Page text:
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Re: Unidentified subject!

From: John Franks <john@math.nwu.edu>
Date: Wed, 20 Jan 1999 13:07:31 -0600 (CST)
To: kugler@us.ibm.com
Cc: ipp@pwg.org, http-wg@cuckoo.hpl.hp.com
Message-Id: <Pine.LNX.4.04.9901201238350.7238-100000@hopf.math.nwu.edu>
On Wed, 20 Jan 1999 kugler@us.ibm.com wrote:

> 
> 
> Scott Lawrence  wrote:
> Original Article: http://www.egroups.com/list/http-wg/?start=8491
> > kugler@us.ibm.com wrote:
> >
> > > The IPP WG would really like clarification on this point:  Is the
> intent of
> > > the HTTP/1.1 spec to say that an HTTP/1.1 server MAY reject any request
> > > without a defined Content-Length?  This would imply that a conformant
> > > HTTP/1.1 server MAY reject any request with the "chunked"
> transfer-coding.
> >
> > First, I think that the note Harry Lewis sent titled "IPP> Chunking
> > Explanation" [1] sums it up pretty well.  An HTTP server certainly has
> the
> > option of using the "Length Required" code for whatever reason it wants
> > to.
> If this is the correct interpretation, then I was misled for a long time by
> the paragraph in section 4.4, "Message Length", that says "All HTTP/1.1
> applications that receive entities MUST accept the “chunked”
> transfer-coding (section 3.6), thus allowing this mechanism to be used for
> messages when the message length cannot be determined in advance. "  I
> think it would be very helpful to have a note or warning added to that
> paragraph;  perhaps:
> 
> All HTTP/1.1 applications that receive entities MUST accept the "chunked"
> transfer-coding (section 3.6), thus allowing this mechanism to be used for
> messages when the message length cannot be determined in advance.  Note:
> this does NOT mean that servers must accept HTTP/1.1 requests containing a
> message-body with the "chunked" transfer-coding.
> 
> > My own judgement would be that a printer design that did not allow for
> > very large inputs of indeterminate length would be a poor one, and as a
> > result I would not choose an HTTP layer implementation that restricted me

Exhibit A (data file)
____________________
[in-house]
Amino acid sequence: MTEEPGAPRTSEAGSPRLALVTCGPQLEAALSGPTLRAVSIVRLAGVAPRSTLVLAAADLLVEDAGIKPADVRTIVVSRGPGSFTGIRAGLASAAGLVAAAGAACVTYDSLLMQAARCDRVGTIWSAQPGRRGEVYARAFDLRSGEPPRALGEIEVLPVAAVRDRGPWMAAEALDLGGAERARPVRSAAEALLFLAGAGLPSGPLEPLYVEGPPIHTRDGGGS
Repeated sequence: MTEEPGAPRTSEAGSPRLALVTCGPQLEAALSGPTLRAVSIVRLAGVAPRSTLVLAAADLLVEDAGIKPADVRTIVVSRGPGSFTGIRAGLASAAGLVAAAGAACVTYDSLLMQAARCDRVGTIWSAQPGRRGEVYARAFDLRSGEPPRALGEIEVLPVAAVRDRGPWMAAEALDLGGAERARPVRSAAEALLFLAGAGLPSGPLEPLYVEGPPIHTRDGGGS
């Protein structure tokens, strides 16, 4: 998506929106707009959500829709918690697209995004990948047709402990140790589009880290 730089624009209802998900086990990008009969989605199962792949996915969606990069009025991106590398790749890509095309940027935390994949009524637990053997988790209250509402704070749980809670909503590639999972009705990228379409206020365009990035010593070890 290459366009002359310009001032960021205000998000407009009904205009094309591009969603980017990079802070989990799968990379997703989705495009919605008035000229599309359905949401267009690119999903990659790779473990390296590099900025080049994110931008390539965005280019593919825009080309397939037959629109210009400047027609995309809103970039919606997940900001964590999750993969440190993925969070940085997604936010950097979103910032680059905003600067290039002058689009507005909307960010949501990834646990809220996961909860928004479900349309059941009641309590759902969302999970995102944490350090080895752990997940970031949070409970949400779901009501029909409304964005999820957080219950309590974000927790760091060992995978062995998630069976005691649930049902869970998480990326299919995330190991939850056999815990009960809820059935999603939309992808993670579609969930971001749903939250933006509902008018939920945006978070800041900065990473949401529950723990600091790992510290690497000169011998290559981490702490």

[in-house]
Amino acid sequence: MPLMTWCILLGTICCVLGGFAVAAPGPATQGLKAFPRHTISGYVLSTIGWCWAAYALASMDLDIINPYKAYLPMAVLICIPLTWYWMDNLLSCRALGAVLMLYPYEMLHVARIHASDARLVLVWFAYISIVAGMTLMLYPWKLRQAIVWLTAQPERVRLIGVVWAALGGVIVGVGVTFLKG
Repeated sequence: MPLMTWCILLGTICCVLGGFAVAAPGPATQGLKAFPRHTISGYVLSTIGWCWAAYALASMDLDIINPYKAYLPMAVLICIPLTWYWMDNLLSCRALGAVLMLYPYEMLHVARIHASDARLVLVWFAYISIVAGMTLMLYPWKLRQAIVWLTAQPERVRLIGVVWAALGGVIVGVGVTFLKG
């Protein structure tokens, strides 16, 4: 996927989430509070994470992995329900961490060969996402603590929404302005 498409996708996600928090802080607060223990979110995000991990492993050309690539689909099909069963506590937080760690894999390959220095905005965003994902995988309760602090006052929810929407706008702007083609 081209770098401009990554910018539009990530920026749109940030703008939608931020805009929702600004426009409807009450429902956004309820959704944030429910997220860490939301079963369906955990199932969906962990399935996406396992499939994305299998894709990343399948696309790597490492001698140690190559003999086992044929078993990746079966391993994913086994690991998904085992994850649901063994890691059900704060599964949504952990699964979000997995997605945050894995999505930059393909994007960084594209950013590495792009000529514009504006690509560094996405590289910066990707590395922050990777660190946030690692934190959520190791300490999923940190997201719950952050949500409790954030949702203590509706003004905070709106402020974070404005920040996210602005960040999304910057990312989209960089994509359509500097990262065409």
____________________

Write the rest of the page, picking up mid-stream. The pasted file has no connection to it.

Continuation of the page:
> > to CGI.
> >
> Agreed.
> 

I believe that the history of this problem has to do with the
limitations of CGI/1.1 and the fact that it has been essentially
frozen.  For a chunked message-body to go to a CGI program it must be
unchunked.  CGI has not advanced with HTTP/1.1 so the CGI spec will
only accept unchunked data of a known length.  This means that the
only possibility is for the server to unchunk, buffer and calculate
the length of the data.

Some server implementations (most notably Apache) decided they were
unwilling to do this -- presumably for efficiency reasons.  Hence
while they are required to "accept" chunked message bodies they are
not required to buffer them so they can be used by CGI.  This may make
the notion of "accept" somewhat silly, but it is also silly to say
data of arbitrary length must be accepted.

This is unfortunate, because CGI, while not very efficient, is very
flexible.  It provides a mechanism for existing installed servers to
work with new applications.  It may be easy to rewrite a server to
handle a new application or even create a new module and recompile,
but those changes are not likely to affect the large installed base of
servers.

I can sympathize with the Apache developers view that unchunking and
buffering message bodies on a site which gets millions of hits per day
could be very problematic.  On the other hand applications, like
printing will normally occur on a much smaller scale for which CGI is
perfectly appropriate.  It is unfortunate that there seems to be no
way out of this dilemma.

Some servers do support unchunking and buffering for CGI, but the
large majority do not.  There is no way to change this fact
retroactively.  The bottom line is this is an implementation issue,
not a protocol issue.  If implementors choose not to support
functionality you need, you may just be stuck.

John Franks
john@math.nwu.edu
Received on Wednesday, 20 January 1999 19:11:06 EST

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